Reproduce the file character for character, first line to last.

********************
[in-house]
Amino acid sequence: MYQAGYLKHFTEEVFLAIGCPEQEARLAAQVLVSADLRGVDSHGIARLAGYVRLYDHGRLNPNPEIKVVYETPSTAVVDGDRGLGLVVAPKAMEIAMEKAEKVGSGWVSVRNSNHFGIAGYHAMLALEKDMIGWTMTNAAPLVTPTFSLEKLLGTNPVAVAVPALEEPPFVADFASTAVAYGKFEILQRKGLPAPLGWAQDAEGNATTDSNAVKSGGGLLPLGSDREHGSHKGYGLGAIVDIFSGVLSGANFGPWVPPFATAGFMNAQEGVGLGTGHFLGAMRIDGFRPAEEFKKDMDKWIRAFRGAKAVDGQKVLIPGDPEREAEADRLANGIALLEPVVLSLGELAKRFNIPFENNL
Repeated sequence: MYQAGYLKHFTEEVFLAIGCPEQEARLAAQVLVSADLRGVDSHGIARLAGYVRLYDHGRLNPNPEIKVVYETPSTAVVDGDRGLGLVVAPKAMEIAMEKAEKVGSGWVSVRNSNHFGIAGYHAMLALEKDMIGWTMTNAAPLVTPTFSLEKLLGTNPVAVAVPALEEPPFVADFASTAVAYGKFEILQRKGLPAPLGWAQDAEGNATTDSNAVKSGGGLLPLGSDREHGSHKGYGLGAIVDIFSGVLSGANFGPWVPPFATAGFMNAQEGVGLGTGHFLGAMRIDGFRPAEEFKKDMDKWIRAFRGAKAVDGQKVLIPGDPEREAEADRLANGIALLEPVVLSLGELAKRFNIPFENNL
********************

[in-house]
Amino acid sequence: MYQAGYLKHFTEEVFLAIGCPEQEARLAAQVLVSADLRGVDSHGIARLAGYVRLYDHGRLNPNPEIKVVYETPSTAVVDGDRGLGLVVAPKAMEIAMEKAEKVGSGWVSVRNSNHFGIAGYHAMLALEKDMIGWTMTNAAPLVTPTFSLEKLLGTNPVAVAVPALEEPPFVADFASTAVAYGKFEILQRKGLPAPLGWAQDAEGNATTDSNAVKSGGGLLPLGSDREHGSHKGYGLGAIVDIFSGVLSGANFGPWVPPFATAGFMNAQEGVGLGTGHFLGAMRIDGFRPAEEFKKDMDKWIRAFRGAKAVDGQKVLIPGDPEREAEADRLANGIALLEPVVLSLGELAKRFNIPFENNL
Repeated sequence: MYQAGYLKHFTEEVFLAIGCPEQEARLAAQVLVSADLRGVDSHGIARLAGYVRLYDHGRLNPNPEIKVVYETPSTAVVDGDRGLGLVVAPKAMEIAMEKAEKVGSGWVSVRNSNHFGIAGYHAMLALEKDMIGWTMTNAAPLVTPTFSLEKLLGTNPVAVAVPALEEPPFVADFASTAVAYGKFEILQRKGLPAPLGWAQDAEGNATTDSNAVKSGGGLLPLGSDREHGSHKGYGLGAIVDIFSGVLSGANFGPWVPPFATAGFMNAQEGVGLGTGHFLGAMRIDGFRPAEEFKKDMDKWIRAFRGAKAVDGQKVLIPGDPEREAEADRLANGIALLEPVVLSLGELAKRFNIPFENNL